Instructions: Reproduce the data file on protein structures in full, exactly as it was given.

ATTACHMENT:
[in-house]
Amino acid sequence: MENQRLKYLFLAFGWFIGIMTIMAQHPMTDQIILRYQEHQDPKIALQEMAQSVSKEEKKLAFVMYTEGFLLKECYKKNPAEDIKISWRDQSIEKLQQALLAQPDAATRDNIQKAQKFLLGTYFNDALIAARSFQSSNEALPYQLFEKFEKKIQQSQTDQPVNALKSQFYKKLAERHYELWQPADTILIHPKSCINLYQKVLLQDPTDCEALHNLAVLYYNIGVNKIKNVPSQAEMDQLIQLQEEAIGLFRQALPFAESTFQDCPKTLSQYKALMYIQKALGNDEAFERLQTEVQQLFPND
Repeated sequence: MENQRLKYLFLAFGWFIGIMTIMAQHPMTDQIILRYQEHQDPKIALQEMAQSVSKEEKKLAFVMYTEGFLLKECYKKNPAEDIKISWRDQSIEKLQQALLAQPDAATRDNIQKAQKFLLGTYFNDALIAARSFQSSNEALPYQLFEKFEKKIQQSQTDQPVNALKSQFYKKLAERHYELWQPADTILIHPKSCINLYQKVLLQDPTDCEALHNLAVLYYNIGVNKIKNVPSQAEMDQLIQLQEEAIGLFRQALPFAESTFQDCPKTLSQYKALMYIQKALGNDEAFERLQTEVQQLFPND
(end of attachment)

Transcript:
[in-house]
Amino acid sequence: MENQRLKYLFLAFGWFIGIMTIMAQHPMTDQIILRYQEHQDPKIALQEMAQSVSKEEKKLAFVMYTEGFLLKECYKKNPAEDIKISWRDQSIEKLQQALLAQPDAATRDNIQKAQKFLLGTYFNDALIAARSFQSSNEALPYQLFEKFEKKIQQSQTDQPVNALKSQFYKKLAERHYELWQPADTILIHPKSCINLYQKVLLQDPTDCEALHNLAVLYYNIGVNKIKNVPSQAEMDQLIQLQEEAIGLFRQALPFAESTFQDCPKTLSQYKALMYIQKALGNDEAFERLQTEVQQLFPND
Repeated sequence: MENQRLKYLFLAFGWFIGIMTIMAQHPMTDQIILRYQEHQDPKIALQEMAQSVSKEEKKLAFVMYTEGFLLKECYKKNPAEDIKISWRDQSIEKLQQALLAQPDAATRDNIQKAQKFLLGTYFNDALIAARSFQSSNEALPYQLFEKFEKKIQQSQTDQPVNALKSQFYKKLAERHYELWQPADTILIHPKSCINLYQKVLLQDPTDCEALHNLAVLYYNIGVNKIKNVPSQAEMDQLIQLQEEAIGLFRQALPFAESTFQDCPKTLSQYKALMYIQKALGNDEAFERLQTEVQQLFPND